EVATAR – a box of reproductive tissues
Researchers have made a hand-sized device with all the tissues of the female reproductive system (1). They call it EVATAR (Eve + Avatar – a digital human).
EVATAR can be used to test if a new medicine is likely to cause hormonal problems or affect fertility in women.
Up until now, such tests could only be performed on human beings.
The device itself is like a box with many compartments. Each compartment contains tissues from the female reproductive organs. These include the ovaries, fallopian tube, uterus, and cervix.
The compartments are connected – allowing them to share nutrients and talk to each other using chemical signals (1).
Special electromagnetic valves control the flow of nutrients between compartments and a computer program controls the amount of nutrient in each compartment (1,2).
Photo credit : Northwestern University, Woodruff Lab
Why do we need this device?
Animals are not the best models for human disease or for studying how people will respond to a new medicine (3,4).
So what do we do when a study/ trial cannot ethically be performed in a human?
Traditionally, a scientist would take out some bits of a tissue from the human body and keep it alive in the lab (5).
They would then use these for further tests and studies.
Many human tissues, however, die or loose their function outside the body.
In the EVATAR device, researchers have succeeded in keeping all the tissues from the female reproductive system alive and functional for the 28-day menstrual cycle (1,6).
Testing for the behavior of tissues
During the menstrual cycle, the ovary in a woman’s body produces a mature egg. This mature egg is either fertilized or removed from the body(6)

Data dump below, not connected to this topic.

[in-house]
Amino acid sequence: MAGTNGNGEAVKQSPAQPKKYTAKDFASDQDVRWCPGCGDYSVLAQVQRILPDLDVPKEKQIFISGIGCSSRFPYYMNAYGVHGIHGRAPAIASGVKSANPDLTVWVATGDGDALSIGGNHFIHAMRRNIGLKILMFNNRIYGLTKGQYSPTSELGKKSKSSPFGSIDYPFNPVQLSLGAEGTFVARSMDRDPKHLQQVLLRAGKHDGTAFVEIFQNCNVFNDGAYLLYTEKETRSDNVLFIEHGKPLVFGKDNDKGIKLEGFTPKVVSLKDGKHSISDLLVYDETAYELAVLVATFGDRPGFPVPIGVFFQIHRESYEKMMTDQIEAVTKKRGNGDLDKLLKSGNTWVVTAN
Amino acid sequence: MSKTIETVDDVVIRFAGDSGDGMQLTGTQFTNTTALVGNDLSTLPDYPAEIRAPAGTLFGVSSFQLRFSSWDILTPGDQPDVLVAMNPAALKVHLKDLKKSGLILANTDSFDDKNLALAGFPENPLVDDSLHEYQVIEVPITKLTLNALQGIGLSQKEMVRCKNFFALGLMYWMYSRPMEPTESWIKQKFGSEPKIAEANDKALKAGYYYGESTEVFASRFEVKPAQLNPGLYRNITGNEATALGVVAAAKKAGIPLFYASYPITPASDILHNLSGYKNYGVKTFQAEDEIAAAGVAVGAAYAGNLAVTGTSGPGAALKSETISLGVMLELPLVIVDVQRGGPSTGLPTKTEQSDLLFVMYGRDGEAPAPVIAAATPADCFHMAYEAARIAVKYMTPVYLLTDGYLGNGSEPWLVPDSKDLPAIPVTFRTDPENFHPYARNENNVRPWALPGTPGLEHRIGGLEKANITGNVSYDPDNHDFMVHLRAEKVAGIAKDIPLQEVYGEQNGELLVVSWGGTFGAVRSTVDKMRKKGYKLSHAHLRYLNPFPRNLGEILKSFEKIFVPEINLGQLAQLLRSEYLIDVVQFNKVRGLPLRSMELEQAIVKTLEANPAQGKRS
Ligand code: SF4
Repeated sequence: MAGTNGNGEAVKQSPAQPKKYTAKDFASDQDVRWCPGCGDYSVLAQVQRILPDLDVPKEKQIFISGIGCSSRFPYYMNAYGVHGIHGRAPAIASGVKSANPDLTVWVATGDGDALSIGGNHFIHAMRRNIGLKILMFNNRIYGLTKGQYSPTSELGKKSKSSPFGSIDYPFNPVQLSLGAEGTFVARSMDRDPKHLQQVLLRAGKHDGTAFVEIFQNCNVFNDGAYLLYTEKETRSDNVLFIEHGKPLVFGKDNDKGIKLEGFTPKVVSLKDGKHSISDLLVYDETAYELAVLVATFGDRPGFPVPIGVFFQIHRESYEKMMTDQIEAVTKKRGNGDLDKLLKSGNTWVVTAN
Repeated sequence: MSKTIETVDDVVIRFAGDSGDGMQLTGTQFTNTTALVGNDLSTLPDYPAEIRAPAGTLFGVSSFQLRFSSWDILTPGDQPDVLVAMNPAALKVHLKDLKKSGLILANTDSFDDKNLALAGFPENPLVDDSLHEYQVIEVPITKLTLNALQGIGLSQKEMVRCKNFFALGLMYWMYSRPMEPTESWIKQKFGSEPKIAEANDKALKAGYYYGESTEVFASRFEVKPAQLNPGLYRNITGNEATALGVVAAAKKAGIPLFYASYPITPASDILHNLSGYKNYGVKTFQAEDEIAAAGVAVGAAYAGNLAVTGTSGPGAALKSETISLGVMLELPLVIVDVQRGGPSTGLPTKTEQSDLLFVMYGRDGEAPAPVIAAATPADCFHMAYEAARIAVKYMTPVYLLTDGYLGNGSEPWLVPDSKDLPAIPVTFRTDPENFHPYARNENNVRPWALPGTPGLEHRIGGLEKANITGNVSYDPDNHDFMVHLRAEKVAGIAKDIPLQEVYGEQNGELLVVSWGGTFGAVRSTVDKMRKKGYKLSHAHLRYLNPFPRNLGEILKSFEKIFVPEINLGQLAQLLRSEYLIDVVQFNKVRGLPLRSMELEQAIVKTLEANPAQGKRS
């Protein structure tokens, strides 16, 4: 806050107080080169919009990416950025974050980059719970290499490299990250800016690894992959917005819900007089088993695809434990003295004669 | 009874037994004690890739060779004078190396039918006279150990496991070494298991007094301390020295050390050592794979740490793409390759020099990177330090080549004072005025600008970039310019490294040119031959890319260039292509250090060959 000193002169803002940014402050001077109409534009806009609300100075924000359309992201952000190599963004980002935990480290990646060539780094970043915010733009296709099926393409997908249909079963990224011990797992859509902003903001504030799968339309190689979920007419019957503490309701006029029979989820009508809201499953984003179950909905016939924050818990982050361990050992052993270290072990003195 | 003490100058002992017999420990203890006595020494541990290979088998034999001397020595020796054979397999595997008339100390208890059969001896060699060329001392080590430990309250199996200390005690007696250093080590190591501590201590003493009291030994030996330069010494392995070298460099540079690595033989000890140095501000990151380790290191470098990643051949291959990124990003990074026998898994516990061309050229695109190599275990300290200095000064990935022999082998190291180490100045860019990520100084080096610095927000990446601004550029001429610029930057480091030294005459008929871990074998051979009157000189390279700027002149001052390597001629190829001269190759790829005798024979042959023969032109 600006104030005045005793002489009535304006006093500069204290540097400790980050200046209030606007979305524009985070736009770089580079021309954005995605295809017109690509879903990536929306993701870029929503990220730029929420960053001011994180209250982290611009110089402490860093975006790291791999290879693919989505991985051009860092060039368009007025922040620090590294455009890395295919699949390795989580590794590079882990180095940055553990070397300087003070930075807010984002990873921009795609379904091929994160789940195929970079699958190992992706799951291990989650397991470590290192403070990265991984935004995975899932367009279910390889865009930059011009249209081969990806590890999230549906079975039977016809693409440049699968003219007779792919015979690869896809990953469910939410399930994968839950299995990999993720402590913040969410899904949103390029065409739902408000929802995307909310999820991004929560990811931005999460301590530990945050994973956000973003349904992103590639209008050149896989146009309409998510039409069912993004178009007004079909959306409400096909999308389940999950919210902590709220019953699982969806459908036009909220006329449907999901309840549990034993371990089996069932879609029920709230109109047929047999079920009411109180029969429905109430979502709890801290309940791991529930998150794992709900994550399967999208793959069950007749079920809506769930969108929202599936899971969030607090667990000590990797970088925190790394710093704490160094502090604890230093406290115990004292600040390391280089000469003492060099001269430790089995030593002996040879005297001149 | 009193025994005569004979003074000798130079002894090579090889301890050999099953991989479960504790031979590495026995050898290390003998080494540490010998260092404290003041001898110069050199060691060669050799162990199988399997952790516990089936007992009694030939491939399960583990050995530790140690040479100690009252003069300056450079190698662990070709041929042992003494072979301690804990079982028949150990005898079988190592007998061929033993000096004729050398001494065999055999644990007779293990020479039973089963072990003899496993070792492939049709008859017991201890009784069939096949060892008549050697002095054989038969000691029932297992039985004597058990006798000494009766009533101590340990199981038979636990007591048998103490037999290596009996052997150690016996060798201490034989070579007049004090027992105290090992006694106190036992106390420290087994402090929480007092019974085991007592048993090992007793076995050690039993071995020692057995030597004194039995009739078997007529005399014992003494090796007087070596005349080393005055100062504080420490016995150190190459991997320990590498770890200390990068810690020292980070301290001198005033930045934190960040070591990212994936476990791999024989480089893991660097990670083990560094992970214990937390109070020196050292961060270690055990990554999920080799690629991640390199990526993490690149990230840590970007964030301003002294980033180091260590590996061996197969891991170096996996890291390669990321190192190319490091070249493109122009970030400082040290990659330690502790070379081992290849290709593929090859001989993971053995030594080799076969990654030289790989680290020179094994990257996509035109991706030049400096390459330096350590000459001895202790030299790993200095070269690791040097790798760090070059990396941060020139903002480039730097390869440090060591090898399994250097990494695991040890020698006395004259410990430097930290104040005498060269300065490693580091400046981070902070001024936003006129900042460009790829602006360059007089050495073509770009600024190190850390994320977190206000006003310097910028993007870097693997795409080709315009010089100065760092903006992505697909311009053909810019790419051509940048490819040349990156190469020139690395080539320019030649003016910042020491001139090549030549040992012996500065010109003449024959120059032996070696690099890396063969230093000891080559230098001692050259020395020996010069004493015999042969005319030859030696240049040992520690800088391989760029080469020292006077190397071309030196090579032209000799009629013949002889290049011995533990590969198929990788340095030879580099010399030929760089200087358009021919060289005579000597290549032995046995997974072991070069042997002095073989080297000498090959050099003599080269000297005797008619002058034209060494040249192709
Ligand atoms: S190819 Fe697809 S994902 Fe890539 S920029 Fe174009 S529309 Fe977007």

The reproductive system, brain, and pituitary gland work together to make this happen(6).
The pituitary gland secretes gonadotrophins (namely Follicle Stimulating Hormone and Luteinizing Hormone).
The ovaries in the device responded to an external supply of these hormones by making their own chemical signals/ hormones – oestradiol, progesterone, Inhibin A and B.
The ovaries also produced a mature egg within the device.
Other tissues of the reproductive tract responded to the ovarian hormones.
The lining of the uterus – the endometrium, made more receptors to the hormones progesterone and estrogen at end of the 28-day cycle. The cells of the endometrium also multiplied, as expected during the menstrual cycle.
The ectocervix is the bit of the cervix that is externally exposed. It maintained it’s skin-like appearance and structure through the cycle.
This tissue also made receptors for the hormone progesterone only on day 0 and not on day 14 of the cycle, possibly controlled by the secretions of the ovary.
In the fallopian tube, the hair-like projections or cilia, that nudge the egg from the ovary into the uterus, were beating and functional even after 21 days in the device (7).
Researchers can now use this device to study infections and hormonal problems, as well as the reproductive system itself.
Inclusion of liver tissue in the EVATAR device
Tissue from the liver was included in the EVATAR model in one of the compartments.
The liver is not directly a part of the female reproductive system or cycle. However, it breaks down a new medicine in the body( 8).
After 28 days, the liver tissue looked normal and made a healthy amount of the protein, albumin, within the EVATAR device.
Researchers can now test a new medicine on the reproductive system and the liver simultaneously.
Want to know more about EVATAR and things mentioned in this article? Here are some links:
1. The study describing the construction of the EVATAR device – “A microfluidic culture model of the human reproductive tract and 28-day menstrual cycle” (https://www.nature.com/articles/ncomms14584)
2. Draper Labs on the technology behind EVATAR – http://www.draper.com/news/fighting-cancer-boosting-fertility-promise-first-female-reproductive-system-chip
3. “Man or mouse? Why drug research has taken the wrong turning”, October 2016, NewScientist. (https://www.newscientist.com/article/mg23230973-700-man-or-mouse/)
4. Why do we need animal models? https://speakingofresearch.com/facts/the-animal-model/
6. Dr. Woodruff explains the menstrual cycle https://www.coursera.org/learn/reproductive-health (Lecture 2.2)
7. Video of the cilia of the fallopian tube beating – https://www.nature.com/article-assets/npg/ncomms/2017/170328/ncomms14584/extref/ncomms14584-s2.mov
8. How does the liver work? (https://www.ncbi.nlm.nih.gov/pubmedhealth/PMH0072577/)
Thank you, Kelly McKinnon, Hunter Rogers (Dr. Woodruff’s lab) and Bernadette Sztojka for your feedback.